I agree there - it's almost always worth looking at the very start of a Pratchett book to get a key to understanding. Terry will often start a book with a few apparently throw-away lines that you read and forget, but they are almost always relevant.
They chased the dogs and bit the cats, they ---
This is the first line of the book and an almost direct quote from Robert Browning's The Pied Piper of Hamelin.
If you haven't read it before then it's well worth it as the story of the Pied Piper is relevant to this book.
As Sharlene points, Maurice says it's just a book about rats and people. That's true - there are people acting despicably - the rat catchers in particular - stealing from there fellow towns people - letting them starve so that they can make a lot of money. Yes they might be under the influence of the King Rat, but maybe the King Rat is just getting them to do more of what they were already doing. The King Rat was created by these two so it's possible they were up to tricks long before that.
And the rats are trying to be people. They realise that with intelligence come responsibility and they are rejecting the rat ways as being morally and hygienically wrong. Hamnpork, the vicious old leader is losing his power over the rats as they look to intelligence rather than physical strength. Female rats are refusing to mate with him - I imagine that is almost unheard of in a rat society. Normally females would be only too pleased to mate with the dominant male.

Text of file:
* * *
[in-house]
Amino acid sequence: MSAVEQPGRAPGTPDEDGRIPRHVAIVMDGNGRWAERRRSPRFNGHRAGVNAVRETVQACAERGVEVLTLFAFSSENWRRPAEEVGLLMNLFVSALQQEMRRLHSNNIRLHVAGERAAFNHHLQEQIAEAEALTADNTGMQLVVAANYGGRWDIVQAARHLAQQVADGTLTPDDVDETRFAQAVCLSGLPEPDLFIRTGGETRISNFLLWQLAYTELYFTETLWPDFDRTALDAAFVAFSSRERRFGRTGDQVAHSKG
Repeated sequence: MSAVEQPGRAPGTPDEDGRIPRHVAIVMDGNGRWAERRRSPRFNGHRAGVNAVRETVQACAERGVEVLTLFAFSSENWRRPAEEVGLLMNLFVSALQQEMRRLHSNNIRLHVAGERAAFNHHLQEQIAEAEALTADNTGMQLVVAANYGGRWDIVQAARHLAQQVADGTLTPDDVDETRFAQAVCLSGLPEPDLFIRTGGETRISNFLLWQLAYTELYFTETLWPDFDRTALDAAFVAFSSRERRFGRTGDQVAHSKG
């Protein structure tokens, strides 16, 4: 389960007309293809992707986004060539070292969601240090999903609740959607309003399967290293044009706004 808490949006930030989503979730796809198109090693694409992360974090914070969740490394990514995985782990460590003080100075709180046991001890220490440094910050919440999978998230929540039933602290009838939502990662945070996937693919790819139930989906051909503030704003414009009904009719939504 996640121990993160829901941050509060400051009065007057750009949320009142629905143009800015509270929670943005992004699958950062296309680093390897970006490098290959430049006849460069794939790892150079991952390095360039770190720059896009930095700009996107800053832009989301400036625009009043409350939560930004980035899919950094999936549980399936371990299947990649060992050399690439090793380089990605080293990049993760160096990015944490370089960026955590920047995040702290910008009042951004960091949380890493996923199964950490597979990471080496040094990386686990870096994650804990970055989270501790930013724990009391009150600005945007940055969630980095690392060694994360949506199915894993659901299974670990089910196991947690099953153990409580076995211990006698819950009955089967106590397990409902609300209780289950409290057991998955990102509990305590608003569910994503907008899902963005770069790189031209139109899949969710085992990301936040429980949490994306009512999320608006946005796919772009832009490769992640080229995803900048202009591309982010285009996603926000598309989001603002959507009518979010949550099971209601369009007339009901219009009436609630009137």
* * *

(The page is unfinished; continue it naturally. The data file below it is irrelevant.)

But the females value intelligence over brute strength and want that for their offspring.
So yes - it is a book about rats and people - and a cat that tags along with them and (although he won't admit it) comes to care deeply about them.
Then Malicia says it's a story about stories - and from her point of view it is. This is something that Terry explored in Witches Abroad - the way that stories have a habit of repeating themselves. Malicia herself is straight out of an Enid Blyton 'Famous Five' book and she certainly sees life that way.
I see her as a lonely girl - partly he own fault, but a lonely girl who has found an escape in books. Books are exciting and as far as she is concerned life isn't. I can empathise with her somewhat there as I recognise myself as a kid there as well.
Edit to change name.
“Men never commit evil so fully and joyfully as when they do it for religious convictions.” – Blaise Pascal